Cannabis is no longer thought of as an illicit drug, but a useful, versatile tool in the medicinal field. Nevertheless, plenty of longstanding medical marijuana myths continue to exist, which we will explore in this article.
What Are Some Common Medical Marijuana Myths?
The burgeoning recreational cannabis industry has been all the talk over the past couple of years. However, there arguably wouldn’t be a renaissance of the plant without the presence of medical marijuana. The advent of medical marijuana has opened the door for the plant, as a whole, to make a resurgence in the public eye.
Surprisingly, considering the increasing legality of the plant, there is no shortage of medical marijuana myths. Let’s take a look and debunk some of the most prevalent myths surrounding medical marijuana.
You Have to Smoke it
One of the most misguided medical marijuana myths is that you have to smoke it like traditional marijuana. This is most certainly not the case, as there are plenty of ways to consume the plant without actually causing damage to your lungs—a fairly common-sense side effect of smoking anything.
Patients can opt for edibles (where they’re legal), or a variety of tinctures, oils, and even THC pills. You can also vape your marijuana, but the jury is still out on vaping as a whole. But studies have shown, at least up to this point, that vaping is a healthier option to traditional smoking.
It’s a Last Resort for Doctors
Considering the fact that medical marijuana is fairly new—at least in the scope of modern medicine—many believe that doctors don’t like recommending it. However, this isn’t the case; there are plenty of doctors who are very pro-marijuana. In fact, many believe it’s a much better alternative to some traditional medicine like opioid painkillers and benzodiazepines. Both of which are highly addictive prescription pills in their own respective cases.
Medical groups and research institutions have bought into medical marijuana. In 2013, acclaimed neurosurgeon and CNN Chief Medical Correspondent Dr. Sanjay Gupta certainly brought things to light when he released his documentary, WEED. The show depicted his radical change in opinion regarding the once-taboo plant. Clearly, many within the medicinal field agree with his sentiments, too.
It’s Super Addictive
For decades, people (or at least, those who never actually consumed the plant) considered marijuana a highly-addictive substance. This isn’t necessarily the case. In the scope of other physically addictive drugs like opioids, alcohol, and tobacco, it certainly presents itself as a “lesser of all evils” type choice. Heavy smokers will experience some light withdrawal symptoms such as irritability, restlessness, and difficulty sleeping. But these minor nuisances only tend to last a few days. For hardcore tokers, these symptoms can last a couple of weeks. Regardless, cannabis withdrawal symptoms certainly won’t kill you. To put it in a better scope, the effects are similar, if not lesser, to that of a regular coffee drinker giving up caffeine.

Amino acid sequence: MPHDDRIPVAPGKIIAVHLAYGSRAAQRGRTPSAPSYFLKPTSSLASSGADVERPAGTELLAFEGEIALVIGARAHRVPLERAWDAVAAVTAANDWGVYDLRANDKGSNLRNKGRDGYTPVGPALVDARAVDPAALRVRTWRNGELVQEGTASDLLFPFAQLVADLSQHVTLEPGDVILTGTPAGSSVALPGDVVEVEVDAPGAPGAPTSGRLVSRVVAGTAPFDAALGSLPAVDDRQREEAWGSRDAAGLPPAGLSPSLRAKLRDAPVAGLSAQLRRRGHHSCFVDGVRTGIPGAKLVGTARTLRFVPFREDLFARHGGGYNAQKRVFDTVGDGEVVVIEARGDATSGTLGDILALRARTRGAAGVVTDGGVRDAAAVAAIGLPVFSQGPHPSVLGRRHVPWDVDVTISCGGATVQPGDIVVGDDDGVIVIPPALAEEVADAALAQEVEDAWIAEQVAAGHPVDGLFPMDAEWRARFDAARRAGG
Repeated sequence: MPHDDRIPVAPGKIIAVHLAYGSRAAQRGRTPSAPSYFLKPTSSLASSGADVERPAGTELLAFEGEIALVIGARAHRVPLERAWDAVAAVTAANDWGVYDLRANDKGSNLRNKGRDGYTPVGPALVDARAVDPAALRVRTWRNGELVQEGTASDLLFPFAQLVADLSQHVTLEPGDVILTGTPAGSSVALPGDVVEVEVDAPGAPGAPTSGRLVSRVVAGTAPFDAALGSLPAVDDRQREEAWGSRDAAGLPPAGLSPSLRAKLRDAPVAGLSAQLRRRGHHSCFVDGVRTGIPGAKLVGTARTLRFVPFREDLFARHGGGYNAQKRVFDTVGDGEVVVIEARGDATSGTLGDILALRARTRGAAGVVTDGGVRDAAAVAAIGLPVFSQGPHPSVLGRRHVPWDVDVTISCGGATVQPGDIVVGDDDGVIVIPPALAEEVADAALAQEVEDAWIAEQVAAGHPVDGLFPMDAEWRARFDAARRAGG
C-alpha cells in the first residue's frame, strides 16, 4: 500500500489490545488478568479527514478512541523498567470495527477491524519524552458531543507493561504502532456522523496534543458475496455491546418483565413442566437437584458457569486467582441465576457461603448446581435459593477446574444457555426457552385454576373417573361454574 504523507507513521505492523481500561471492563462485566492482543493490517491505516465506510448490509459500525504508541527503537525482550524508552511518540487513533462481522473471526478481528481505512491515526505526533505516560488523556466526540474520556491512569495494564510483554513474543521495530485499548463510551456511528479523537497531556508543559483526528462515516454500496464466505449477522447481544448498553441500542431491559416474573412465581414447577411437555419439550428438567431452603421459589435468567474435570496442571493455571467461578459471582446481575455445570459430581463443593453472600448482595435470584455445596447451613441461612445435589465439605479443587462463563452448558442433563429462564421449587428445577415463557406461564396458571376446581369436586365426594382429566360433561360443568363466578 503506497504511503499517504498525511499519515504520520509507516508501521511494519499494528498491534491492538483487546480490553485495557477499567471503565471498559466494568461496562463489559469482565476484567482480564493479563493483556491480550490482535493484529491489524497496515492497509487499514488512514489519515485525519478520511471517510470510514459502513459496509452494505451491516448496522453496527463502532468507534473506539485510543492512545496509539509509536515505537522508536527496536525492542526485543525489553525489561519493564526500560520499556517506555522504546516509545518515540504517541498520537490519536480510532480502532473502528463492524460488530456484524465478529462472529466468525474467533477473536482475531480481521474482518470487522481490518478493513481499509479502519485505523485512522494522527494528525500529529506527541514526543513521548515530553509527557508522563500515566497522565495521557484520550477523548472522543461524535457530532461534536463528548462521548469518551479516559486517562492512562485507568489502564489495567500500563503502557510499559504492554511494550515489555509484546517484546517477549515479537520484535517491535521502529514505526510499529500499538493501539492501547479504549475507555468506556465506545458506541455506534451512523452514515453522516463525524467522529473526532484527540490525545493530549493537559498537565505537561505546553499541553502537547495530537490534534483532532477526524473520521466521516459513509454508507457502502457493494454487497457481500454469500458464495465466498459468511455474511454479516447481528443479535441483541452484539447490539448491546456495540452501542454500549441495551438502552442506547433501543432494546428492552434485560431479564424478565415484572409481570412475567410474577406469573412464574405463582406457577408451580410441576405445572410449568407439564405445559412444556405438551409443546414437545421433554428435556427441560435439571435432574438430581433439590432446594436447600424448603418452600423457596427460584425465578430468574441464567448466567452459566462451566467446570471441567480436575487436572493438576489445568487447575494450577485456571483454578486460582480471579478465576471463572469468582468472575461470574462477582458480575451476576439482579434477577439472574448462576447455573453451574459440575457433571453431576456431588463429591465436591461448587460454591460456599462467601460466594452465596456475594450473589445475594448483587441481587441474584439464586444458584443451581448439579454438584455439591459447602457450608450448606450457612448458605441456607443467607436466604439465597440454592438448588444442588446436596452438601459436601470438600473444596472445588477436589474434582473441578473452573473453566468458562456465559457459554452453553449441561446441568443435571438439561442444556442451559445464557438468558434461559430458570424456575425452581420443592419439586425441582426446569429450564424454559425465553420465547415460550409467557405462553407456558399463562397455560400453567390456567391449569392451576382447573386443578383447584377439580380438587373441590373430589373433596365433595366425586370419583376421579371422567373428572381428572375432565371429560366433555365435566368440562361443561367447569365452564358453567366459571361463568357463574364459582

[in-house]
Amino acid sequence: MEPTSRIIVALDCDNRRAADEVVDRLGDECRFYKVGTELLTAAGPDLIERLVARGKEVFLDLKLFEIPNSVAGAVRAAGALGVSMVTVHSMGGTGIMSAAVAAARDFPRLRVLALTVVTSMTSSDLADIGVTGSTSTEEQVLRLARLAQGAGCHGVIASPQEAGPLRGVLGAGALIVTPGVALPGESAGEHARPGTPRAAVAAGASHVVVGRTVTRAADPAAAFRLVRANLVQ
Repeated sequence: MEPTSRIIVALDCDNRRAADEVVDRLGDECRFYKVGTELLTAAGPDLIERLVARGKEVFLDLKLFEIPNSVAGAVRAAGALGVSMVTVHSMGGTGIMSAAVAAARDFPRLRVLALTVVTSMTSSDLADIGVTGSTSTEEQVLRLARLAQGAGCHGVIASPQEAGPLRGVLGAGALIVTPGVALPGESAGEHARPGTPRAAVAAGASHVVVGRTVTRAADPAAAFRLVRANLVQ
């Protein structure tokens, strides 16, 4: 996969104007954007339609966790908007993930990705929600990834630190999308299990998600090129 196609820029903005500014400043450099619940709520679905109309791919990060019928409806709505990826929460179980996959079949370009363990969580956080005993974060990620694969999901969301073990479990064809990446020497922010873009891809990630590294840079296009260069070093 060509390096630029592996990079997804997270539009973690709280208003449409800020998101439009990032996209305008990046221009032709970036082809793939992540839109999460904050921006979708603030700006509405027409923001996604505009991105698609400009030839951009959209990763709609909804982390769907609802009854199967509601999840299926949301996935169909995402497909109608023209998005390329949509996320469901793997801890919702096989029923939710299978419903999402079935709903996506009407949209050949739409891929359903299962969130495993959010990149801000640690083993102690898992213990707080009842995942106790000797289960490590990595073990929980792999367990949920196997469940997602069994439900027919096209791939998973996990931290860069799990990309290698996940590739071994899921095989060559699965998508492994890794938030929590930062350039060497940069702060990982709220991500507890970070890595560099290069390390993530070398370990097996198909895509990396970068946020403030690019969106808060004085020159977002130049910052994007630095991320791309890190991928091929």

Unless you consider laughing too much or being a little glutenous from time-to-time dangerous, medical marijuana is one of the safest medications out there. Again, this is contingent on whether or not you’re smoking it. But with all of the ways you can ingest medicinal cannabis, there really are no physical risks associated with it.
Look no further than this statistic—not a single person has ever died from a marijuana overdose.
While increased THC use can have some negative side effects, there really is no evidence that it’s a dangerous drug. Conversely, opioids kill, on average, around 115 Americans every single day, and doctors continue handing those out left and right. In the broader scope of modern medication, medicinal cannabis is actually one of the safest.
THC Is the Only Type of Medicine
If you’re still leery about consuming medicinal marijuana because of the psychoactive effects of THC, you can opt for something that doesn’t, well, get you stoned. While there are over 100 different notable cannabinoids in the plant which contain both medicinal and holistic benefits, the most popular remains cannabidiol, or CBD.
CBD—the non-psychoactive component of the cannabis plant—serves as a prolific form of medical marijuana that won’t actually make you high. There are plenty of noteworthy benefits of CBD. For instance, it’s proven to be a great option for those suffering from anxiety, depression, and a few other mental disorders. On the physical side of things, CBD can help fight inflammatory disease, chronic pain, and seizures, amongst others. The United States recently legalized CBD in all 50 states, potentially opening a gateway for the full cannabis plant in the near future.
There is not Enough Research About it
Another of the common medical marijuana myths is that we don’t know nearly enough about the plant’s medicinal benefits due to lack of research. Yes, one can argue that its incumbent legal status in certain countries (most notably, the United States, where it is still considered a Schedule I narcotic) has impacted the way it has been studied. Nonetheless, there has already been a sizable number of studies that have proven its a viable form of medication.
Other countries, such as Spain, Brazil, and Israel have conducted incredibly impactful studies that have resonated with other nations. The United States, despite marijuana’s aforementioned federal status, have also conducted plenty of clinical trials, and legalized a number of cannabis-based pharmaceutical drugs that are, for the most part, accessible in the 33 legalized states and District of Columbia.
And of course, there is Canada, which has legalized the plant in full capacity. Clearly, there were enough studies to warrant that monumental decision.
Marijuana research clearly hasn’t reached its apex. However, plenty of evidence exists to suggest it is a viable form of medication for patients around the globe.